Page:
Answer: Your mother will be eligible for Covered California coverage once she is a permanent resident. Though she is over 65, she will be eligible because she does not have access to any public coverage - Medicare or Medi-Cal.


Split Subsidy with Employees?

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Question: I employ three people at my small company making what I believe is between 200-300% FPL based on what I know about their family situation. I offer them health insurance as part of their compensation (so that the premiums are paid pre-tax) but have decreased their salaries accordingly. Can I just cut-off their health coverage and send them to the exchange subsidies ? (I would propose them a salary increase equal to half the subsidy they’d get from the state, in essence drawing a new subsidy and splitting the benefit between them and myself? Seems almost certain that we would both benefit and thus find the arrangement attractive).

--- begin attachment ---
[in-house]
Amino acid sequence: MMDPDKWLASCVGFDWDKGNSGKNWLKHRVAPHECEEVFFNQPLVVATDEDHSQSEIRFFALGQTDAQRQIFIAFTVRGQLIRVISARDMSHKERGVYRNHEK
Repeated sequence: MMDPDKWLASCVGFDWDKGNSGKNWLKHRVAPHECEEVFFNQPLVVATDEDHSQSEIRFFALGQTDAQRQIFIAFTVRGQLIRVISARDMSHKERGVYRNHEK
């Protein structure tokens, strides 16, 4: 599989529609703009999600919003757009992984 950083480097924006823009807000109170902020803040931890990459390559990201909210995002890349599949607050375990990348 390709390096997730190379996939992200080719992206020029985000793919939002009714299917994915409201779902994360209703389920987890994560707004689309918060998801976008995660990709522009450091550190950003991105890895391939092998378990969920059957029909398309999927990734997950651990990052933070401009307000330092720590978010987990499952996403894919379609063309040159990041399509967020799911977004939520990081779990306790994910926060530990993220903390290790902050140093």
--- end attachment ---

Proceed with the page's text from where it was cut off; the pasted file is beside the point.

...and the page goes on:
Answer: A few points you should consider; (1) You can stop providing group health insurance. There is no requirement for groups with less than 50 full-time employees to provide health insurance benefits, (2) The employee’s premium assistance (subsidy) is their private concern. If you base their salary increase on their premium assistance you will be infringing on their privacy in requiring them to disclose it to you, (3) Splitting their subsidies with you is a bad idea and may even be illegal.